episode one:
The Difference Between Us

Everyone can tell a Nubian from a Norwegian, so why not divide people into different races? That's the question explored in "The Difference Between Us," the first hour of the series. This episode shows that despite what we've always believed, the world's peoples simply don't come bundled into distinct biological groups. We begin by following a dozen students, including Black athletes and Asian string players, who sequence and compare their own DNA to see who is more genetically similar. The results surprise the students and the viewer, when they discover their closest genetic matches are as likely to be with people from other "races" as their own.

Much of the program is devoted to understanding why. We look at several scientific discoveries that illustrate why humans cannot be subdivided into races and how there isn't a single characteristic, trait - or even one gene - that can be used to distinguish all members of one race from all members of another. 


Modern humans - all of us - emerged in Africa about 150,000 to 200,000 years ago. Bands of humans began migrating out of Africa only about 70,000 years ago. As we spread across the globe, populations continually bumped into one another and mixed their mates and genes. As a species, we're simply too young and too intermixed to have evolved into separate races or subspecies.

So what about the obvious physical differences we see between people? A closer look helps us understand patterns of human variation:
In a virtual "walk" from the equator to northern Europe, we see that visual characteristics vary gradually and continuously from one population to the next. There are no boundaries, so how can we draw a line between where one race ends and another begins?
We also learn that most traits - whether skin color, hair texture or blood group - are influenced by separate genes and thus inherited independently one from the other. Having one trait does not necessarily imply the existence of others. Racial profiling is as inaccurate on the genetic level as it is on the New Jersey Turnpike.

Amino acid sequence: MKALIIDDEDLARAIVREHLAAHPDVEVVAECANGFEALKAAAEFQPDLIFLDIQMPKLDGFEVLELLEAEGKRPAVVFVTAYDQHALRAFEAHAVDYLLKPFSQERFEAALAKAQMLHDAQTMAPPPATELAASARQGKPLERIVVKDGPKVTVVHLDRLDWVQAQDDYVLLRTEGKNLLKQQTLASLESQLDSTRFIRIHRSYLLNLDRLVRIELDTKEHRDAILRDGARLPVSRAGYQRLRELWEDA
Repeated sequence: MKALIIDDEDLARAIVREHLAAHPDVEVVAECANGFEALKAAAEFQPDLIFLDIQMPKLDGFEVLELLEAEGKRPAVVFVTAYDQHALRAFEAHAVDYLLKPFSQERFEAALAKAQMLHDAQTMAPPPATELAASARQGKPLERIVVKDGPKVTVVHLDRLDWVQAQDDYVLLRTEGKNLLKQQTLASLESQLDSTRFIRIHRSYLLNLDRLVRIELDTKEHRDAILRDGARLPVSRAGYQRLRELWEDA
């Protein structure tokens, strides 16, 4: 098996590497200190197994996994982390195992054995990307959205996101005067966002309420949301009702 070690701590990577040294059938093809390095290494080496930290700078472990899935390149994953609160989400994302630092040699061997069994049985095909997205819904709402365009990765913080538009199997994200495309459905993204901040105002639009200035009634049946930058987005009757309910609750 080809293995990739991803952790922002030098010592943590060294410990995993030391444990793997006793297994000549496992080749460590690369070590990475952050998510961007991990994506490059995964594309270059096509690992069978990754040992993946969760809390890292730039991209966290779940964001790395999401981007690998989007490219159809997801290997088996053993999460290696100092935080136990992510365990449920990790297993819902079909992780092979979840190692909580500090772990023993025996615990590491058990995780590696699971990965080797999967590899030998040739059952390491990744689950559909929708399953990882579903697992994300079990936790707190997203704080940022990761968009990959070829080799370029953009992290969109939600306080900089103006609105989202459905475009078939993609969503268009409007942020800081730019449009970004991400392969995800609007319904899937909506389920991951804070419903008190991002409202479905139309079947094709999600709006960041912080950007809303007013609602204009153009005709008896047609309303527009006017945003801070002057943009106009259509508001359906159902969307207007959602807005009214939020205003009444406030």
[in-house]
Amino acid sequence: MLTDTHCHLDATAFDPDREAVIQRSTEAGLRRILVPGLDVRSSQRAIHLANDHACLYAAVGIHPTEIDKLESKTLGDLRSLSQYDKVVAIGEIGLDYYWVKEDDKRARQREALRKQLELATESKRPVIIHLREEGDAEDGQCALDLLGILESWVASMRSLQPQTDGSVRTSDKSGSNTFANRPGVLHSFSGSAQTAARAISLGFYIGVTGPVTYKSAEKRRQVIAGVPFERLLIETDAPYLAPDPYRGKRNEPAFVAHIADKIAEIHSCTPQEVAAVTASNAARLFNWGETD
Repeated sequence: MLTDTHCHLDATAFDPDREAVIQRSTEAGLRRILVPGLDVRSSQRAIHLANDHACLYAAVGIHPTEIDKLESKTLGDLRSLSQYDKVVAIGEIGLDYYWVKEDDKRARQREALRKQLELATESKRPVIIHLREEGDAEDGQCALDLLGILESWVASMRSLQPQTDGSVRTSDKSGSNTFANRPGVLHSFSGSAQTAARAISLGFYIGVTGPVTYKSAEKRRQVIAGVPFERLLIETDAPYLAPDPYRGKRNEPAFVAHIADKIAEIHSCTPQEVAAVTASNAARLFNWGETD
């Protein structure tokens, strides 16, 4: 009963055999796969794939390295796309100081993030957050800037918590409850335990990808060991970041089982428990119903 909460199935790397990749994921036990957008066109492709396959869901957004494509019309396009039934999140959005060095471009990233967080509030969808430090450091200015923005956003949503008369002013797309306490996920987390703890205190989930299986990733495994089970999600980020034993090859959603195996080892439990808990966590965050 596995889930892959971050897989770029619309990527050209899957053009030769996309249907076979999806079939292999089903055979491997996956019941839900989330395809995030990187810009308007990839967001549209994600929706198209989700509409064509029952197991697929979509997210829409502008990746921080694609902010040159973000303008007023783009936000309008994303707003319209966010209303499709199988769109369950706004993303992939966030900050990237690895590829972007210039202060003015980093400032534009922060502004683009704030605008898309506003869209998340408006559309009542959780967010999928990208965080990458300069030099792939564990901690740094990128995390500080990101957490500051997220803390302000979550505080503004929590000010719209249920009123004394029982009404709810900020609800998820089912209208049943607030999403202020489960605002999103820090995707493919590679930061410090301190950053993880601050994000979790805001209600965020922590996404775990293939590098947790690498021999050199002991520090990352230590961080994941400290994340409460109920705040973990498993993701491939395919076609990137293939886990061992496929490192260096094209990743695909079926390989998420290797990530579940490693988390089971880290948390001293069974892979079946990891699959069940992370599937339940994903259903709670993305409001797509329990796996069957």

We also learn that many of our visual characteristics, like different skin colors, appear to have evolved recently, after we left Africa, but the traits we care about - intelligence, musical ability, physical aptitude - are much older, and thus common to all populations. Geneticists have discovered that 85% of all genetic variants can be found within any local population, regardless of whether they're Poles, Hmong or Fulani. Skin color really is only skin deep. Beneath the skin, we are one of the most similar of all species.
Certainly a few gene forms are more common in some populations than others, such as those controlling skin color and inherited diseases like Tay Sachs and sickle cell. But are these markers of "race?" They reflect ancestry, but as our DNA experiment shows us, that's not the same thing as race. The mutation that causes sickle cell, we learn, was passed on because it conferred resistance to malaria. It is found among people whose ancestors came from parts of the world where malaria was common: central and western Africa, Turkey, India, Greece, Sicily and even Portugal - but not southern Africa.